1. Learning is a process. It takes time.
2. The beginning steps are awkward and clumsy.
3. Learning takes effort, and tires us out.

I want to give myself permission to learn like that – with a novice stage, with awkward, clumsy moves, with lots of failure and with lots of time — whether I’m learning how to download podcasts onto my phone (still working on that one), learning a new dance in dance class, learning how to manage a team well, or learning how to craft a beautiful chapter in a book.

I offer this to you today. Where in your life or work would you benefit from remembering how learning really happens-and that it happens? Can you give yourself greater permission to be a learner?


Want to share this post on twitter? I’ve made it easy for ya. “Give yourself permission to learn.” Click to tweet.

Take the break before you need it

The other day, my husband and I were out walking with the baby. I had been carrying our little guy in the carrier (one of his favorite places on earth) for quite some time. And we live in a very hilly neighborhood.

“Do you need a break? I can take him,” my husband said.

I thought about it for a sec. I didn’t need a break. I was doing okay.

“No, I’m okay.” I said.

So we kept walking. And then, maybe twenty minutes later, suddenly I really, really needed a break. And I was also exhausted and cranky.

Now I’m telling you, it has honestly taken me decades to finally have the thought I had next, which was this: “You can take the break before you need it.” You can take the break, replenish, stop whatever you are doing – when you still have fuel in the tank.


A few days later, we were out with the baby again, this time on the train. We were exploring, hanging out, and everyone was having a fine old time. I decided that was so fabulous that instead of getting off at our intended destination a few stops away from our home, we should ride the train out to the end of the line.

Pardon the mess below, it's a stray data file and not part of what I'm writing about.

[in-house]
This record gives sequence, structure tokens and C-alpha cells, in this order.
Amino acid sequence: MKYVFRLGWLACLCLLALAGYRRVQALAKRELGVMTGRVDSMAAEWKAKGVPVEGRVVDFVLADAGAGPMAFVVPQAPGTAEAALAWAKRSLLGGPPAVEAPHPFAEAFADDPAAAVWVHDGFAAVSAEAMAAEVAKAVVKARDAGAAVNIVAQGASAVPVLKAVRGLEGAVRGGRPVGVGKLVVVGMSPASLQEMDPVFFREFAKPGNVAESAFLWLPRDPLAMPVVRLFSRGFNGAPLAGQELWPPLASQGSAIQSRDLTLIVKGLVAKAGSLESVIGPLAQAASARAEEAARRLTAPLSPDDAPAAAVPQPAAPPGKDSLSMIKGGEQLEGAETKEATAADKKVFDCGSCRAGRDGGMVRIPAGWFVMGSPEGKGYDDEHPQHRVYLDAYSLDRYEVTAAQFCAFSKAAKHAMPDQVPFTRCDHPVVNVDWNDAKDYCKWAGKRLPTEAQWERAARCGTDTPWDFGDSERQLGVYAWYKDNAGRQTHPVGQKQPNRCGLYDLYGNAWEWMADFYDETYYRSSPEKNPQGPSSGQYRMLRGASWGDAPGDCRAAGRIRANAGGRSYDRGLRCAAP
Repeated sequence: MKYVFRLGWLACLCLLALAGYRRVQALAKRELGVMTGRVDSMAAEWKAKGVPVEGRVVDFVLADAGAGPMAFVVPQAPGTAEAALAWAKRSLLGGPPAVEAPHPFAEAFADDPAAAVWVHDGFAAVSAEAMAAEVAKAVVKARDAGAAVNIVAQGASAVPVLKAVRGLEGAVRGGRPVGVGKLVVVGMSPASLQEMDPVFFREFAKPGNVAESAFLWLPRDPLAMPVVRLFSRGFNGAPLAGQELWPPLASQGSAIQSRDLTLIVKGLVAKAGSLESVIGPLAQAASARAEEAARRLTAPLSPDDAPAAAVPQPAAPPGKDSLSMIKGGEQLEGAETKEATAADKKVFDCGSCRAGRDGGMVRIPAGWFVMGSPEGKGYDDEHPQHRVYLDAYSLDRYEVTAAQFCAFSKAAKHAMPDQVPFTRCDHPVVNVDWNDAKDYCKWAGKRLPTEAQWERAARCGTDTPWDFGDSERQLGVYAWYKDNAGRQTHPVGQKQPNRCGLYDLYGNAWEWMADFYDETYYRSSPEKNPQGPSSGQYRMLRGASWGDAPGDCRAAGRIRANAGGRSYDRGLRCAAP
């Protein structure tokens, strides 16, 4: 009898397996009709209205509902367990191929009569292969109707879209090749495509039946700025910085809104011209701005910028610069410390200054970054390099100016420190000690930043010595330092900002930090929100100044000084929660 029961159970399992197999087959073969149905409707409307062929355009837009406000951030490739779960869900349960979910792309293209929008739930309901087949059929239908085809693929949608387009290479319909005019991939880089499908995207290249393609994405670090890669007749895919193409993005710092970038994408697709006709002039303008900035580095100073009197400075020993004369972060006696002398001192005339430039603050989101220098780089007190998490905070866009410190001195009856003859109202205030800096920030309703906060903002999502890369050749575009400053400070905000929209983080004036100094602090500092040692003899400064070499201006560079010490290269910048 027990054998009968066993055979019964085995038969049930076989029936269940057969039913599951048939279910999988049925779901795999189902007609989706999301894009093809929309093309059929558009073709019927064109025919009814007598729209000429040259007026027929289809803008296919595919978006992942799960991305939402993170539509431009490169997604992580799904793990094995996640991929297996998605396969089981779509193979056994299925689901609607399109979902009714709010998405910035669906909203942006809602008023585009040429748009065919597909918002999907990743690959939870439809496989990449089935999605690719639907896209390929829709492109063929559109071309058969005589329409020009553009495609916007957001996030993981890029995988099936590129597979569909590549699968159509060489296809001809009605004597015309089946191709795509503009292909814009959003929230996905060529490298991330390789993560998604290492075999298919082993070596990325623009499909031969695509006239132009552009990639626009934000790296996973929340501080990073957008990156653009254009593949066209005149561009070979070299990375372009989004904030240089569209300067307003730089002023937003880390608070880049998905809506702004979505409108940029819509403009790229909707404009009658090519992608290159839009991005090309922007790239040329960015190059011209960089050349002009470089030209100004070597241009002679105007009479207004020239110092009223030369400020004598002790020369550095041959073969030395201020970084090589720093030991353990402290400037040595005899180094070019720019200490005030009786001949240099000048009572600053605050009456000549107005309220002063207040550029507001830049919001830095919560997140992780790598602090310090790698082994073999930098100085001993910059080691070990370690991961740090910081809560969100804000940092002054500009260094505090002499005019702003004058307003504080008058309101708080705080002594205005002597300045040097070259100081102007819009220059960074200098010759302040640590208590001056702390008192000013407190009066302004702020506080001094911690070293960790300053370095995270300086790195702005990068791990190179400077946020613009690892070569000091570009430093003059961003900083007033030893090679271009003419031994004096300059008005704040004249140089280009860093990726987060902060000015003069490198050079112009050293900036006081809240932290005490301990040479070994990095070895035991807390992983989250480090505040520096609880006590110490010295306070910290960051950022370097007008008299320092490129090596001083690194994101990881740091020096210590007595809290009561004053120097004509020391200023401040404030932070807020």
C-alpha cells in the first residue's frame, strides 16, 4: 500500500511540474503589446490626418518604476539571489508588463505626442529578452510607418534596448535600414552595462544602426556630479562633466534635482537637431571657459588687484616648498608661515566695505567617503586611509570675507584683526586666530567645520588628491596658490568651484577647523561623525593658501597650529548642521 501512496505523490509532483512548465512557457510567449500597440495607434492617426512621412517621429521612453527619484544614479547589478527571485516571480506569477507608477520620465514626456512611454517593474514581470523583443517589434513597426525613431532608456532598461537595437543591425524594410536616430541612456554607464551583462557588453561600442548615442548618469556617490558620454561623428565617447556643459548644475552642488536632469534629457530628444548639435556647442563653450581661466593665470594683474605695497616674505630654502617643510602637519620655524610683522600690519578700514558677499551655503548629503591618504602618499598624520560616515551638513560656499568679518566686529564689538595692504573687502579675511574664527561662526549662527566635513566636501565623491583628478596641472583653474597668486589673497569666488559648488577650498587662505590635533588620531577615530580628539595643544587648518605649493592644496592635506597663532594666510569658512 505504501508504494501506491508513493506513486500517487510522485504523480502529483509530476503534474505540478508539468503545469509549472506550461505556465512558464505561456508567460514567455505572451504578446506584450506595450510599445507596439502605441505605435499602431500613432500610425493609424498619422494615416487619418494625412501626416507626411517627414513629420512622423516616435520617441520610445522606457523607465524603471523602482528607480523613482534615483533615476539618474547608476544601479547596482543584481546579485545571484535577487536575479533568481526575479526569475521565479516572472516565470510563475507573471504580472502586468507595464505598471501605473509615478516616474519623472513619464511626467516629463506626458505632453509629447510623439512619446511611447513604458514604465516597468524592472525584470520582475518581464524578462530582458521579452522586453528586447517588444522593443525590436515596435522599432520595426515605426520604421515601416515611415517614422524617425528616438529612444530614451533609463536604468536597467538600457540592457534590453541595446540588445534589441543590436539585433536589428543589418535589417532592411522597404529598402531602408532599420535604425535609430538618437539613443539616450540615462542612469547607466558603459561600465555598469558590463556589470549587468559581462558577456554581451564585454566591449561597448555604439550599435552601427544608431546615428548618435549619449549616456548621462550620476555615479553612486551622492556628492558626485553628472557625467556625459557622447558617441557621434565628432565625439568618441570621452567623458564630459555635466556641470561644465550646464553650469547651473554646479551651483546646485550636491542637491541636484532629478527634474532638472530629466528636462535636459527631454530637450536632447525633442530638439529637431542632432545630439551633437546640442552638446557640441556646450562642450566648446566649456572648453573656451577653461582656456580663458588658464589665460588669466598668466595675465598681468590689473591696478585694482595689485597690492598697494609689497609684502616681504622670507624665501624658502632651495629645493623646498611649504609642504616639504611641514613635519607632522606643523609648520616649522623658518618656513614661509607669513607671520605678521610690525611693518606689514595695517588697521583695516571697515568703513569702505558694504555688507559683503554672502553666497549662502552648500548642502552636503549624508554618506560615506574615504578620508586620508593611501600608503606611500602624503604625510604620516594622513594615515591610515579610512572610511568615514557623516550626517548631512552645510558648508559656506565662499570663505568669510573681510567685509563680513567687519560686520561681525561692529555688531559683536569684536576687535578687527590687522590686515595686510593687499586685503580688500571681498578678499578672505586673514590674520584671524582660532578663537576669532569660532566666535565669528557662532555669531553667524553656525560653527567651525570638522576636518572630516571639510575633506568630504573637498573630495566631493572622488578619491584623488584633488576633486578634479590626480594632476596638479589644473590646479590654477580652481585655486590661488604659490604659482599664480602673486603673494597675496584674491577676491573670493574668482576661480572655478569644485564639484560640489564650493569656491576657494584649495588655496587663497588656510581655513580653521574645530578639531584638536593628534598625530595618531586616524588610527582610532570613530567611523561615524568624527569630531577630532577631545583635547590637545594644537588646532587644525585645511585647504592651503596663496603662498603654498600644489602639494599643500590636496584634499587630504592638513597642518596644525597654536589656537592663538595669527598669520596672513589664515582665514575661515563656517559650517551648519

It was really great for the first 15 minutes or so. And then we all started to get tired, bored, and fussy. It was too much.

It’s hard for me to end anything – a work session, a conversation, an outing – while still energized and up for more. It’s hard for me to take a break before a break is non-negotiable.

It has something to do with my passion and exuberance for life, yes, and I appreciate that in myself. But it also has something to do with how exhaustion numbs me from the present. If I stop doing whatever while I’m still alert, energized, then, by definition, I continue being alertly-present to my moment-to-moment experience. And sometimes I want to run from that.

Last week some friends were visiting us, with their toddler son. The little guy loved to watch our dog eat and would yell “more! more!” when our dog was done with his food. My friend, his wise mama, would explain, “He’s all done. He had enough. It was enough.” I got to watch his two year old mind contemplate this abstract concept and try to take it in: enough. And I wanted to teach myself, just like that, with a patient, loving, maternal voice, “Tara, that is enough honey. It’s enough.”

I think I am still learning what enough is, and that it is. That you can declare yourself having worked hard enough for the day before your brain has slowed to a total halt due to exhaustion. That you can declare it enough hours doing childcare and take a break even while you are still enjoying yourself and have the stamina to do more. That you can declare it enough of a lovely evening with friends before all your energy for conversation expires. That you can quit while well-resourced, still alert, still enjoying, eager for it all to happen again.

So I’m going to try this for a while, and I invite you to try it with me: to take the break before you need it. To quit while you are ahead, in a sense. To experience the mysterious side of life I know little about – doing things lightly, in moderation, with buffer.

Right now, I have twenty minutes before I have to pack up the computer and head home from this cafe. The old way? Spend the next twenty minutes polishing this post or doing a couple more tasks. After all – I have a teeny bit of stamina left. I can.

The new way? Pack up now. Stroll for a bit, and give myself some extra buffer time for getting home before my next appointment.

I like it.

Do you take the break before you need it? Do you want to? Tell us in the comments.